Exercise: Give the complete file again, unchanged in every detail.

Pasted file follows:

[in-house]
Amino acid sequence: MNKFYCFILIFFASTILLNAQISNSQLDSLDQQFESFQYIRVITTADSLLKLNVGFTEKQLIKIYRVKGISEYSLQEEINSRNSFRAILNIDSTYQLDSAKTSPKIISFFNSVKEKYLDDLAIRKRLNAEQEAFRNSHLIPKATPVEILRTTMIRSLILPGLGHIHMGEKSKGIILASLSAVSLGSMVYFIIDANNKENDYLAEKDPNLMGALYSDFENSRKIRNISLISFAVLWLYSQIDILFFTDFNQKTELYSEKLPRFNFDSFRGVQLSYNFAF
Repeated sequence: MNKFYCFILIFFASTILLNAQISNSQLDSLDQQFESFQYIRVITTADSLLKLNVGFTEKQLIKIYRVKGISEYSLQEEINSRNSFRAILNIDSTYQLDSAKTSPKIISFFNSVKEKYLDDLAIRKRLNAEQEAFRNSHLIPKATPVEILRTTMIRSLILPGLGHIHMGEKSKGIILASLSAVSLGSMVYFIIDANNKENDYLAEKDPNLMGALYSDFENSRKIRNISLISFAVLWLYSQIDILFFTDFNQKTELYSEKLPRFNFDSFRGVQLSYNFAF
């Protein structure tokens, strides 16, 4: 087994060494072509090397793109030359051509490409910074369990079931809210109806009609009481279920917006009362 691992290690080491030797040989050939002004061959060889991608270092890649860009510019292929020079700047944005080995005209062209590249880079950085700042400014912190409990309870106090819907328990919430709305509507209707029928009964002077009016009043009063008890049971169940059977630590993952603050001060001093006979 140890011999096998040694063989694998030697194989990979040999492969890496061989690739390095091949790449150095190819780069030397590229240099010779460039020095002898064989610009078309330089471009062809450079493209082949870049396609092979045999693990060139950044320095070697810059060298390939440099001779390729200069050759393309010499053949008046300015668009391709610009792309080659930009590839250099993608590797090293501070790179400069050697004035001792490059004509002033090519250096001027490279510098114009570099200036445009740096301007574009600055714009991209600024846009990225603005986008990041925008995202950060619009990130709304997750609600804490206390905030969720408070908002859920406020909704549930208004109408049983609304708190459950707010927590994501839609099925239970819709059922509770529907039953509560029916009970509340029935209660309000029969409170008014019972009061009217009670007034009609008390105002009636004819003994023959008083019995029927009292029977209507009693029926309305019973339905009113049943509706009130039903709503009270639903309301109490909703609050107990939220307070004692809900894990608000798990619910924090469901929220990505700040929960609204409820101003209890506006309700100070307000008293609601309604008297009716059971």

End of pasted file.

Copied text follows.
[in-house]
Amino acid sequence: MNKFYCFILIFFASTILLNAQISNSQLDSLDQQFESFQYIRVITTADSLLKLNVGFTEKQLIKIYRVKGISEYSLQEEINSRNSFRAILNIDSTYQLDSAKTSPKIISFFNSVKEKYLDDLAIRKRLNAEQEAFRNSHLIPKATPVEILRTTMIRSLILPGLGHIHMGEKSKGIILASLSAVSLGSMVYFIIDANNKENDYLAEKDPNLMGALYSDFENSRKIRNISLISFAVLWLYSQIDILFFTDFNQKTELYSEKLPRFNFDSFRGVQLSYNFAF
Repeated sequence: MNKFYCFILIFFASTILLNAQISNSQLDSLDQQFESFQYIRVITTADSLLKLNVGFTEKQLIKIYRVKGISEYSLQEEINSRNSFRAILNIDSTYQLDSAKTSPKIISFFNSVKEKYLDDLAIRKRLNAEQEAFRNSHLIPKATPVEILRTTMIRSLILPGLGHIHMGEKSKGIILASLSAVSLGSMVYFIIDANNKENDYLAEKDPNLMGALYSDFENSRKIRNISLISFAVLWLYSQIDILFFTDFNQKTELYSEKLPRFNFDSFRGVQLSYNFAF
């Protein structure tokens, strides 16, 4: 087994060494072509090397793109030359051509490409910074369990079931809210109806009609009481279920917006009362 691992290690080491030797040989050939002004061959060889991608270092890649860009510019292929020079700047944005080995005209062209590249880079950085700042400014912190409990309870106090819907328990919430709305509507209707029928009964002077009016009043009063008890049971169940059977630590993952603050001060001093006979 140890011999096998040694063989694998030697194989990979040999492969890496061989690739390095091949790449150095190819780069030397590229240099010779460039020095002898064989610009078309330089471009062809450079493209082949870049396609092979045999693990060139950044320095070697810059060298390939440099001779390729200069050759393309010499053949008046300015668009391709610009792309080659930009590839250099993608590797090293501070790179400069050697004035001792490059004509002033090519250096001027490279510098114009570099200036445009740096301007574009600055714009991209600024846009990225603005986008990041925008995202950060619009990130709304997750609600804490206390905030969720408070908002859920406020909704549930208004109408049983609304708190459950707010927590994501839609099925239970819709059922509770529907039953509560029916009970509340029935209660309000029969409170008014019972009061009217009670007034009609008390105002009636004819003994023959008083019995029927009292029977209507009693029926309305019973339905009113049943509706009130039903709503009270639903309301109490909703609050107990939220307070004692809900894990608000798990619910924090469901929220990505700040929960609204409820101003209890506006309700100070307000008293609601309604008297009716059971």